X

Create an account to continue reading.

Registered readers have access to our blogs and a limited number of magazine articles
For unlimited access to The Spectator, subscribe below

Registered readers have access to our blogs and a limited number of magazine articles

Sign in to continue

Already have an account?

What's my subscriber number?

Subscribe now from £1 a week

Online

Unlimited access to The Spectator including the full archive from 1828

Print

Weekly delivery of the magazine

App

Phone & tablet edition of the magazine

Spectator Club

Subscriber-only offers, events and discounts
 
View subscription offers

Already a subscriber?

or

Subscribe now for unlimited access

ALL FROM JUST £1 A WEEK

View subscription offers

Thank you for creating your account – To update your details click here to manage your account

Thank you for creating your account – To update your details click here to manage your account

Thank you for creating an account – Your subscriber number was not recognised though. To link your subscription visit the My Account page

Thank you for creating your account – To update your details click here to manage your account

X

Login

Don't have an account? Sign up
X

Subscription expired

Your subscription has expired. Please go to My Account to renew it or view subscription offers.

X

Forgot Password

Please check your email

If the email address you entered is associated with a web account on our system, you will receive an email from us with instructions for resetting your password.

If you don't receive this email, please check your junk mail folder.

X

It's time to subscribe.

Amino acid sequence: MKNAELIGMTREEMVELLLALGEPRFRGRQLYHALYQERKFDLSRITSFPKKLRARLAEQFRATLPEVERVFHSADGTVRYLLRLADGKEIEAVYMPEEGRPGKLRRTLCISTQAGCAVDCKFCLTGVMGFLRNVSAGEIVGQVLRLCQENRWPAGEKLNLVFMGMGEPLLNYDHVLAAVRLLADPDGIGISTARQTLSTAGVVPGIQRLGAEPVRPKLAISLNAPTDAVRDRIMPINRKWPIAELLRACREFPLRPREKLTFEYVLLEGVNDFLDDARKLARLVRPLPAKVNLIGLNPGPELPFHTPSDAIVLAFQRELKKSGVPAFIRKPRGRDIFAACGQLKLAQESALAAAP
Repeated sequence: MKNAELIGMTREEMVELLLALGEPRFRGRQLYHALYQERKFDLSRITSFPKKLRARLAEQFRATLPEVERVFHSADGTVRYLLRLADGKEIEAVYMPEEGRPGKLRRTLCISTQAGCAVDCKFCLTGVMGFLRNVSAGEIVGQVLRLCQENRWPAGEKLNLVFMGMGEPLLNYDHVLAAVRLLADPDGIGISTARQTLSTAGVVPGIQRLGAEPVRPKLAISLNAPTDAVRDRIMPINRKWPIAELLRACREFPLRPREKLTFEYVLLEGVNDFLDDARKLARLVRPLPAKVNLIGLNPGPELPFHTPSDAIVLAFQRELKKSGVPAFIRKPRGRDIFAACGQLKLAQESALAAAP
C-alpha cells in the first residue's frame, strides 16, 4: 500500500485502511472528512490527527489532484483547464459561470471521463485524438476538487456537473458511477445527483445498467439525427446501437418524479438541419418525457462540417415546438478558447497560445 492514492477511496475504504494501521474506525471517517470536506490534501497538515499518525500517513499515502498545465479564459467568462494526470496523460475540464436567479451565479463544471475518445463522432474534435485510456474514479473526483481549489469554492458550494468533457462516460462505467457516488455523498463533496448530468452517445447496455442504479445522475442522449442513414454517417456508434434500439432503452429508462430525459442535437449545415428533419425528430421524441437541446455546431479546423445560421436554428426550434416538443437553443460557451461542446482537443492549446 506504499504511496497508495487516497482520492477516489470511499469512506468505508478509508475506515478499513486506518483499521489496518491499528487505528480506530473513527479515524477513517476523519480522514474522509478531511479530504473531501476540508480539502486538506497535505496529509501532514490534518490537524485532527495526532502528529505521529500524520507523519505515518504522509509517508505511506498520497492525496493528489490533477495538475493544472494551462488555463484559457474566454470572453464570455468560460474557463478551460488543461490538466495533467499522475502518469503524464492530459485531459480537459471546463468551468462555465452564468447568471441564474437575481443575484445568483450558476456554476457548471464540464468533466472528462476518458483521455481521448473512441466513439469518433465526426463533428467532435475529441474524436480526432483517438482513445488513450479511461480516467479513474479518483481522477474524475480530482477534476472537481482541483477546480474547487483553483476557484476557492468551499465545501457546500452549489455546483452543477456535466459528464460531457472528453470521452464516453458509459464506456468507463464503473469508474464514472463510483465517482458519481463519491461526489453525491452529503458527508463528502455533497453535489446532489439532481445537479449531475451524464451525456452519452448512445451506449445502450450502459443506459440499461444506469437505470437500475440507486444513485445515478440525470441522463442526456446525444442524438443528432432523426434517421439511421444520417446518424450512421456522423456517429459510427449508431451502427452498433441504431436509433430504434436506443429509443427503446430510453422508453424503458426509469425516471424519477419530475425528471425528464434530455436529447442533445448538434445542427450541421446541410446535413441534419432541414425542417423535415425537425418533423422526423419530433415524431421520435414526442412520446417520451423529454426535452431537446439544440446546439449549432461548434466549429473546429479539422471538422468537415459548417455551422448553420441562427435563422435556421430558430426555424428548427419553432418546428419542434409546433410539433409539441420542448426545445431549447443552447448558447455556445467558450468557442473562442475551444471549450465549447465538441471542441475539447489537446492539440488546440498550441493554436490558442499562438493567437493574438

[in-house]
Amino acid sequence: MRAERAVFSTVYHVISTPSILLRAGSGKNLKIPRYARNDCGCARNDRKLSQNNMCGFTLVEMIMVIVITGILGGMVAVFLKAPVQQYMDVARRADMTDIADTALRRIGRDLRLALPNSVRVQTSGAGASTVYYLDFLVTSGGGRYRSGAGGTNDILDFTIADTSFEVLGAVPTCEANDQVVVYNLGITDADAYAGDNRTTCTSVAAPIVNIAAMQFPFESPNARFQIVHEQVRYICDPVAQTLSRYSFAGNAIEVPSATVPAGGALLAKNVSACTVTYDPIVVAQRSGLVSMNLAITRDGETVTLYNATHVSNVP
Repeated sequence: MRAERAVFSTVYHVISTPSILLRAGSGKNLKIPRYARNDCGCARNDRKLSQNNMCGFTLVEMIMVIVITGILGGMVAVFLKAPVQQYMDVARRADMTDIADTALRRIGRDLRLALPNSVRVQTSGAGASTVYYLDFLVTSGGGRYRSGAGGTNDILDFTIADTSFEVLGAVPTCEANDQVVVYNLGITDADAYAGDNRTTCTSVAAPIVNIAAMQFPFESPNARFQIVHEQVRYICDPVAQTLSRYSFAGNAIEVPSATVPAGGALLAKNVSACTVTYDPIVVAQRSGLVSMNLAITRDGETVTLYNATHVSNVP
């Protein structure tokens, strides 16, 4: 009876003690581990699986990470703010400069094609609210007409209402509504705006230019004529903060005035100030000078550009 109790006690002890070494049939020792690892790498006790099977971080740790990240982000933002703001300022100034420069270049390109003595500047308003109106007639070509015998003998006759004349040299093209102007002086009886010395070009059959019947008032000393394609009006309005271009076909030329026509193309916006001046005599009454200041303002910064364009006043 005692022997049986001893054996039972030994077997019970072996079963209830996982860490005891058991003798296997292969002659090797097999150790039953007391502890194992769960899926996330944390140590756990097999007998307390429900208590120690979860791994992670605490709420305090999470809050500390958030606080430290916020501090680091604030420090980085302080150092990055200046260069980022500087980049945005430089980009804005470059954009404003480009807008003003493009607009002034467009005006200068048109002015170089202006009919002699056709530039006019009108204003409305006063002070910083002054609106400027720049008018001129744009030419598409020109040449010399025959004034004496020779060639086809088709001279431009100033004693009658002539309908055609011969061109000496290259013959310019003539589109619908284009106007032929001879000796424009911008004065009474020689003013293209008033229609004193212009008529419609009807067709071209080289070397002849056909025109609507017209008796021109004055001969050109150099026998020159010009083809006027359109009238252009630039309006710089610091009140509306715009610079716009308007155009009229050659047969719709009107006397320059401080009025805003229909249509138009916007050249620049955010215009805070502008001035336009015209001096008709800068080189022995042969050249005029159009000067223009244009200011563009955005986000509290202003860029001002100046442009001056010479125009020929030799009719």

You've read all your free Spectator magazine articles for this month.

Subscribe now for unlimited access – from just £1 a week

You've read all your free Spectator magazine articles for this month.

Subscribe now for unlimited access

Online

Unlimited access to The Spectator including the full archive from 1828

Print

Weekly delivery of the magazine

App

Phone & tablet edition of the magazine

Spectator Club

Subscriber-only offers, events and discounts
X

Sign up

What's my subscriber number? Already have an account?

Thank you for creating your account – To update your details click here to manage your account

Thank you for creating your account – To update your details click here to manage your account

Thank you for creating an account – Your subscriber number was not recognised though. To link your subscription visit the My Account page

Thank you for creating your account – To update your details click here to manage your account

X

Your subscriber number is the 8 digit number printed above your name on the address sheet sent with your magazine each week. If you receive it, you’ll also find your subscriber number at the top of our weekly highlights email.

Entering your subscriber number will enable full access to all magazine articles on the site.

If you cannot find your subscriber number then please contact us on customerhelp@subscriptions.spectator.co.uk or call 0330 333 0050. If you’ve only just subscribed, you may not yet have been issued with a subscriber number. In this case you can use the temporary web ID number, included in your email order confirmation.

You can create an account in the meantime and link your subscription at a later time. Simply visit the My Account page, enter your subscriber number in the relevant field and click 'submit changes'.

If you have any difficulties creating an account or logging in please take a look at our FAQs page.

Books

Outliving Ozymandias

9 October 2012

10:02 AM

9 October 2012

10:02 AM